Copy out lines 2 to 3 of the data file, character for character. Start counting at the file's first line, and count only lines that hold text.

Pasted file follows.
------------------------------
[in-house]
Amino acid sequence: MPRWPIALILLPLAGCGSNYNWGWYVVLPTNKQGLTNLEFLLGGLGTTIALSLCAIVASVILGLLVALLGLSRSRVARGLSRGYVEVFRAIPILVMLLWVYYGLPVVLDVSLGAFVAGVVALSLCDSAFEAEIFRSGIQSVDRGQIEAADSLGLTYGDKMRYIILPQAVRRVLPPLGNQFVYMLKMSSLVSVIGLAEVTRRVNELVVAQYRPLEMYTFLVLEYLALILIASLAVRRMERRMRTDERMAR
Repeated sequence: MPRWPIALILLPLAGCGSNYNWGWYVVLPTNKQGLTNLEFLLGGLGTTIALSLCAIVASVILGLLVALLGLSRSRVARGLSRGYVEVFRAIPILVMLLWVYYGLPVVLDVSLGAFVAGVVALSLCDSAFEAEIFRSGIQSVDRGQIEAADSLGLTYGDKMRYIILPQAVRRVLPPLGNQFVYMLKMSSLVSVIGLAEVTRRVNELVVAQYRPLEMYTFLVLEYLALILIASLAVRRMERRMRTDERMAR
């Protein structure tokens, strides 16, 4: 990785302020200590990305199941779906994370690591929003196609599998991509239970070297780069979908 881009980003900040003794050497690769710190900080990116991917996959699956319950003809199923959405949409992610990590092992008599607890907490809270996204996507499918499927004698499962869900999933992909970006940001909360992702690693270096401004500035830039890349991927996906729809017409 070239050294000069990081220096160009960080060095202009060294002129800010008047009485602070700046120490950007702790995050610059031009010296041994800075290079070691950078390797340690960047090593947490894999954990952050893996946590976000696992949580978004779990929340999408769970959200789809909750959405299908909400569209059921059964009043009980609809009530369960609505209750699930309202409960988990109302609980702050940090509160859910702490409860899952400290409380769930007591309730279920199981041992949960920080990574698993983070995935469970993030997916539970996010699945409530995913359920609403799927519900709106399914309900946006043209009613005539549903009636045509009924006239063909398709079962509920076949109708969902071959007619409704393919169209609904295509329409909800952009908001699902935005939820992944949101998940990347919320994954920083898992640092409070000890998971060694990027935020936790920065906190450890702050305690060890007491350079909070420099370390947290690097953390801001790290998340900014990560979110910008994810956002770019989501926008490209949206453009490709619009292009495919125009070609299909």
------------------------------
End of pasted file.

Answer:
Amino acid sequence: MPRWPIALILLPLAGCGSNYNWGWYVVLPTNKQGLTNLEFLLGGLGTTIALSLCAIVASVILGLLVALLGLSRSRVARGLSRGYVEVFRAIPILVMLLWVYYGLPVVLDVSLGAFVAGVVALSLCDSAFEAEIFRSGIQSVDRGQIEAADSLGLTYGDKMRYIILPQAVRRVLPPLGNQFVYMLKMSSLVSVIGLAEVTRRVNELVVAQYRPLEMYTFLVLEYLALILIASLAVRRMERRMRTDERMAR
Repeated sequence: MPRWPIALILLPLAGCGSNYNWGWYVVLPTNKQGLTNLEFLLGGLGTTIALSLCAIVASVILGLLVALLGLSRSRVARGLSRGYVEVFRAIPILVMLLWVYYGLPVVLDVSLGAFVAGVVALSLCDSAFEAEIFRSGIQSVDRGQIEAADSLGLTYGDKMRYIILPQAVRRVLPPLGNQFVYMLKMSSLVSVIGLAEVTRRVNELVVAQYRPLEMYTFLVLEYLALILIASLAVRRMERRMRTDERMAR